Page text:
Jan 18, 2013

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Greece – The Mediterranean Heaven

Think Greece and think of a junoesque woman, long curling hair tied high and off her neck, sweeping down the steps of the Acropolis in a Hellenic gown! Or a young bare bodied greek god, muscles rippling, like one of Michael Angelo’s statues coming to life. No trip to Greece can be complete without a visit to its supreme symbol, the outcropping of rock called the Acropolis, crowned with Athena’s sacred temple, the Parthenon. As a suggestion, make your visit in the early morning or late afternoon to avoid the crowds of tourists and the hours spent wasted in line.

A UNESCO world heritage site, the Acropolis is an ancient citadel, which defines and dominates Athens. The magnificent rock on which the ancient Greek temples were built, rises spectacularly above the centre of the city. The main entrance is from Dionysiou Areopagitou near the Odeon of Herodes Atticus. Large bags must be left at the main entrance cloakroom and it’s preferable to just go with a light back pack with essentials.

If you are a lover of artefacts and historical treasure, the imposing 1884 Kanellopoulos museum on the northern slope of the Acropolis houses the Kanellopoulos family’s extensive collection, donated to the state in 1976. The collection includes jewellery, clay-and-stone vases and figurines, weapons, Byzantine icons, bronzes and objets d’art dating from every period of Greek history, giving you an insider’s view of Greek art and culture.

And how can you not go see the colossal Temple of Olympian Zeus, which took more than 700 years to build? An amazing 15 of the original 104 massive Corinthian columns survive today.History has it that Peisistratos began building the temple in the 6th century BC, a succession of leaders tried to finish the job, making adjustments along the way, which explains the varied styles in the temple. Emperor Hadrian finally finished the task in AD 131 and the temple housed a giant gold and ivory statue of Zeus and one of Hadrian.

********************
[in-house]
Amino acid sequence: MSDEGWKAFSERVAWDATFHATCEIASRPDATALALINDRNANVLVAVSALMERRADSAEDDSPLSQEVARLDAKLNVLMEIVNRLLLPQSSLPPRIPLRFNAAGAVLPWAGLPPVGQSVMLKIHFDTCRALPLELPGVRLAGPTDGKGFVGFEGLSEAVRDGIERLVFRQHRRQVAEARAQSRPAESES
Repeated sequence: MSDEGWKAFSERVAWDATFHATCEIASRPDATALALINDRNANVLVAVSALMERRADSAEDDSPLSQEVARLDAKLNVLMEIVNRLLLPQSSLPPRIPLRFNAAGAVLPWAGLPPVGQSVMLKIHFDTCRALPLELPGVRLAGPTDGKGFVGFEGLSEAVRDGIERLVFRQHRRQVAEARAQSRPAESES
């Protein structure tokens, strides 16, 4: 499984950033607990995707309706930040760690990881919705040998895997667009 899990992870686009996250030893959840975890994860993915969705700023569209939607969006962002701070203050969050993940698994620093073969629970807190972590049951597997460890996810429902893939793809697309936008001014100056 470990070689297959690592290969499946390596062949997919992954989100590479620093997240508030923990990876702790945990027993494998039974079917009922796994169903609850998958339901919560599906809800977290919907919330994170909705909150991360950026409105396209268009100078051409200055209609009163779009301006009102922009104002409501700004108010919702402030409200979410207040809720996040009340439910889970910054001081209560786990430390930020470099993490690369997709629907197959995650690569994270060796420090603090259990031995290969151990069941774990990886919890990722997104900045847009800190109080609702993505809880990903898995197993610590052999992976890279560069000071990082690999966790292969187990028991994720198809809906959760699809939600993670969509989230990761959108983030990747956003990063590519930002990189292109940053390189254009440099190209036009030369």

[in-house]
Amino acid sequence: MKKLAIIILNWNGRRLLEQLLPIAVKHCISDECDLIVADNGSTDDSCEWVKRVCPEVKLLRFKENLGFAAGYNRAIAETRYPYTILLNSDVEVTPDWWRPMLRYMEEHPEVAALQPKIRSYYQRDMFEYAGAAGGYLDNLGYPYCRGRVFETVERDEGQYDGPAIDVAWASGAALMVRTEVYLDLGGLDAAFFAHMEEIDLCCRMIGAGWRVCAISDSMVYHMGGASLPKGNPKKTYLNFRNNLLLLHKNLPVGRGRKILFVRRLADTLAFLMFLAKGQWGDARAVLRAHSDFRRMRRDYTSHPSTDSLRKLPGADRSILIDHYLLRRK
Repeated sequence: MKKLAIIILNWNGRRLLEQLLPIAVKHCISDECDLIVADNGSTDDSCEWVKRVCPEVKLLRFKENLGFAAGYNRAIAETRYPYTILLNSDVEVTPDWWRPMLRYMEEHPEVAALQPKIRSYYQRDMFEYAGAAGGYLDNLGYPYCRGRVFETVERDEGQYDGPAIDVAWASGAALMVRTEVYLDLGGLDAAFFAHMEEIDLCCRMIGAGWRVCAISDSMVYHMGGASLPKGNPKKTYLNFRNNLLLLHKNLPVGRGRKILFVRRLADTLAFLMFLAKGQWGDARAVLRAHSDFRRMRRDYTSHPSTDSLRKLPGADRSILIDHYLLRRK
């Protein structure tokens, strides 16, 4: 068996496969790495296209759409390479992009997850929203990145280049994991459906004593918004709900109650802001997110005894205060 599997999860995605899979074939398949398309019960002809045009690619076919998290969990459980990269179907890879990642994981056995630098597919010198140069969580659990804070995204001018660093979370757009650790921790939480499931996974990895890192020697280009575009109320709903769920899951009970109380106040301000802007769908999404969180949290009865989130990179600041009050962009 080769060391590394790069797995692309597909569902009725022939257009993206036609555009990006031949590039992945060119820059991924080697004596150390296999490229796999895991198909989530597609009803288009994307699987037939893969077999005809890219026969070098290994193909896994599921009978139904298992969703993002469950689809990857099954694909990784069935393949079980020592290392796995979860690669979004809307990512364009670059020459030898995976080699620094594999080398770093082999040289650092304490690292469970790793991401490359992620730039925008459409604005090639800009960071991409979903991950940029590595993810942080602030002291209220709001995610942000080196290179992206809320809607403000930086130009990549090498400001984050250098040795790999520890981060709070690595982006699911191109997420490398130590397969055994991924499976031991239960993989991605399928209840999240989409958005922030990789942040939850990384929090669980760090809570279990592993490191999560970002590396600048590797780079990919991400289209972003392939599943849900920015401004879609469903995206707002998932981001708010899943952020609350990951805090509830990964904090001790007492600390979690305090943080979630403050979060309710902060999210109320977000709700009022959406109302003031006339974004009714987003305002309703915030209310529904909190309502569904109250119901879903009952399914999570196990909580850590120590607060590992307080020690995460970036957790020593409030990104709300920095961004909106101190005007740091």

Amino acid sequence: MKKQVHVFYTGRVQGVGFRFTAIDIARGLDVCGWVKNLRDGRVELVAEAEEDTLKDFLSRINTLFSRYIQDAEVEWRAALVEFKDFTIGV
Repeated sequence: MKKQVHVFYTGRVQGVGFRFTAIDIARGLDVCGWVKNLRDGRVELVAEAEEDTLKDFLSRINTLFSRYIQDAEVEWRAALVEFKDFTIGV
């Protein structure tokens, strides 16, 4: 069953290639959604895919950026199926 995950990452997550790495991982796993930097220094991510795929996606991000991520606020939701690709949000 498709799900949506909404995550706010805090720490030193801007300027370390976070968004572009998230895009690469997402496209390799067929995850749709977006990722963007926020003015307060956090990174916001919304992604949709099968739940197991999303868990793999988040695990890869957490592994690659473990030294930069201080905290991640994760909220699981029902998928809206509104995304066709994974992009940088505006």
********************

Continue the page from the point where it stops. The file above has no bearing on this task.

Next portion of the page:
Enough of culture? Your trip to Mykonos Cyclades which is considered the most cosmopolitan spot in Greece, is famous for its amazing beaches, picturesque villages, vivid nightlife and its gay friendly attitude. This is the second most popular Greek destination and it is often described as the “Ibiza of Greece”. Take a trip to see Little Venice, which is the most picturesque quarter of Chora, the capital of Mykonos island. With colourful houses that are contructed right by the sea, Little Venice is a popular spot with pulsing nightlife and great bistros to get the feel of the culture. Renowned poets have sung its praises, and it boasts of a 4,000 year history.

Santorini island, essentially a poets delight, is what remains of an enormous volcanic explosion dating back 3,600 years and which created the present caldera. This is a giant central lagoon, more or less rectangular, and measuring about 12 km, surrounded by 980 ft high steep cliffs on three sides. The present-day crescent shape of the island, lends credence to the myth of the lost city of Atlantis, which sank under the sea.

The mild activity of the volcano after the major eruption has built up two small islands within the caldera, Palea and Nea Kameni which are visited by hundreds of people everyday, during the tourist season.

Imagine reaching the interior of the volcano by boat, where the volcanic layers are visible in the multi-colored layers, of the impressive steep inner walls of the caldera? With its extraordinary beauty, Santorini is considered one of the major tourist attractions of Europe. With its marvelous climate and perfect observation conditions, it is also an eldorado for photographers and nature enthusiasts.

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